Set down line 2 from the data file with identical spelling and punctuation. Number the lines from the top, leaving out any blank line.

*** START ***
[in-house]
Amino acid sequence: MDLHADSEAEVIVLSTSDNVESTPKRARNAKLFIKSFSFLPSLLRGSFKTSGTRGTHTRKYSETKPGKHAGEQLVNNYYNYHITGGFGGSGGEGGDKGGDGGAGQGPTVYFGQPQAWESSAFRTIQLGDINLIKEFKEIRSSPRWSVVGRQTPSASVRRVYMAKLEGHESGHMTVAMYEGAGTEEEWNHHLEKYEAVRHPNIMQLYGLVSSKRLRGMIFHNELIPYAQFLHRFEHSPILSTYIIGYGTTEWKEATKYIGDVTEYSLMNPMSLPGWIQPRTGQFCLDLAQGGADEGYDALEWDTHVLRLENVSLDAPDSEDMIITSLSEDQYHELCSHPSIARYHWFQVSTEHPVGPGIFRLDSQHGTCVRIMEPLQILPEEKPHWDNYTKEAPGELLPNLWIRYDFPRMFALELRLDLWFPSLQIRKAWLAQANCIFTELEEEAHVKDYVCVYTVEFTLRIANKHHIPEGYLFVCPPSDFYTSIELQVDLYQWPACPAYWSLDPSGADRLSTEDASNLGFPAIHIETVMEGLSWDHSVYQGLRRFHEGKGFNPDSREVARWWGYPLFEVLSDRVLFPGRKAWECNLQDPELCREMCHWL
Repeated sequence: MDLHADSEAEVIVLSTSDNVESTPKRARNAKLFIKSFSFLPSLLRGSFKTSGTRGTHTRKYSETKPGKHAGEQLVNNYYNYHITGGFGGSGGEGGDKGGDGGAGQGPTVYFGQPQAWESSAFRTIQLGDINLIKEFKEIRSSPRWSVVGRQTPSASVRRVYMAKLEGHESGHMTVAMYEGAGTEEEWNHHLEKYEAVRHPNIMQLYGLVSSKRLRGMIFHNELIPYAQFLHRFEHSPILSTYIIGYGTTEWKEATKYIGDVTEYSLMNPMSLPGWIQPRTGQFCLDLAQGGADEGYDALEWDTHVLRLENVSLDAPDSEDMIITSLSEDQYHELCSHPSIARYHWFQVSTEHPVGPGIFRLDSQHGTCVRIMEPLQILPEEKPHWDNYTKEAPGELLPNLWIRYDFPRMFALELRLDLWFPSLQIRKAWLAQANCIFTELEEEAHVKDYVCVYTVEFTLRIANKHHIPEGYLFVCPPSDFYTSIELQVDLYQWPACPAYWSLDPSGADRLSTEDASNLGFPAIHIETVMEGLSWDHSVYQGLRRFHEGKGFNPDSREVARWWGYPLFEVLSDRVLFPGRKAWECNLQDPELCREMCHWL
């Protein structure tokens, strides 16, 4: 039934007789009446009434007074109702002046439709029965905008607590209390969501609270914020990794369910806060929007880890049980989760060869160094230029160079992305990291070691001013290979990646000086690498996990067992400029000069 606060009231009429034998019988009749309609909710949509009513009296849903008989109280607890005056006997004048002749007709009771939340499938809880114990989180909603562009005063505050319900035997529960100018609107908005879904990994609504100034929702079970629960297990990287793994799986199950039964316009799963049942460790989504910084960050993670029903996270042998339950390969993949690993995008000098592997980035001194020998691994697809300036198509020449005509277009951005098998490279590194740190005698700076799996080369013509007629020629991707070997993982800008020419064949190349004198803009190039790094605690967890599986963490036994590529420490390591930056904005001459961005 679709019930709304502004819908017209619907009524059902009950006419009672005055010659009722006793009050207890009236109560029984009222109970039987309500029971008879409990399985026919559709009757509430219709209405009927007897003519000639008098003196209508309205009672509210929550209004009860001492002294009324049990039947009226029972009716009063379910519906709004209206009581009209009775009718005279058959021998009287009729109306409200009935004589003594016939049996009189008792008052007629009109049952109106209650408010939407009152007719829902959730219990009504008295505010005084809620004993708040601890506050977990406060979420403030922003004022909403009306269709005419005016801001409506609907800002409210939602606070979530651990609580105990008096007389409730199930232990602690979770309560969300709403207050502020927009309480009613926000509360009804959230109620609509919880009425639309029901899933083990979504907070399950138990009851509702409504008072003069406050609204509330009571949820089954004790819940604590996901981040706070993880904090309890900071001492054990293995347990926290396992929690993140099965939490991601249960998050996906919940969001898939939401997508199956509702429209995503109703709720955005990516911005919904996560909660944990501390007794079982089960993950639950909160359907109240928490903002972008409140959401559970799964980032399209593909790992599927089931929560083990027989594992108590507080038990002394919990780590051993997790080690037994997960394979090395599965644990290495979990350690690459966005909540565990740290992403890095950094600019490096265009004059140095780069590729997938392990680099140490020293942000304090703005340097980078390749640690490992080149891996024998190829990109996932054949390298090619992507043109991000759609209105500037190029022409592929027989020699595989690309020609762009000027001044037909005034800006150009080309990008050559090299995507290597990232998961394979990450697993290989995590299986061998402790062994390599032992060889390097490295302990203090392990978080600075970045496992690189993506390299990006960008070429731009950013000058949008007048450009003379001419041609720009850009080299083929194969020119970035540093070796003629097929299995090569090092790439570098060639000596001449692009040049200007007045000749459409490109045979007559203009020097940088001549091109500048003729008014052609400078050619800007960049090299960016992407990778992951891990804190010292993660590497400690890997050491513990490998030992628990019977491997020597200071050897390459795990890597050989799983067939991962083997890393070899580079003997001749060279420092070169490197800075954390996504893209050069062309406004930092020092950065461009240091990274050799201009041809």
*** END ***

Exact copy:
Amino acid sequence: MDLHADSEAEVIVLSTSDNVESTPKRARNAKLFIKSFSFLPSLLRGSFKTSGTRGTHTRKYSETKPGKHAGEQLVNNYYNYHITGGFGGSGGEGGDKGGDGGAGQGPTVYFGQPQAWESSAFRTIQLGDINLIKEFKEIRSSPRWSVVGRQTPSASVRRVYMAKLEGHESGHMTVAMYEGAGTEEEWNHHLEKYEAVRHPNIMQLYGLVSSKRLRGMIFHNELIPYAQFLHRFEHSPILSTYIIGYGTTEWKEATKYIGDVTEYSLMNPMSLPGWIQPRTGQFCLDLAQGGADEGYDALEWDTHVLRLENVSLDAPDSEDMIITSLSEDQYHELCSHPSIARYHWFQVSTEHPVGPGIFRLDSQHGTCVRIMEPLQILPEEKPHWDNYTKEAPGELLPNLWIRYDFPRMFALELRLDLWFPSLQIRKAWLAQANCIFTELEEEAHVKDYVCVYTVEFTLRIANKHHIPEGYLFVCPPSDFYTSIELQVDLYQWPACPAYWSLDPSGADRLSTEDASNLGFPAIHIETVMEGLSWDHSVYQGLRRFHEGKGFNPDSREVARWWGYPLFEVLSDRVLFPGRKAWECNLQDPELCREMCHWL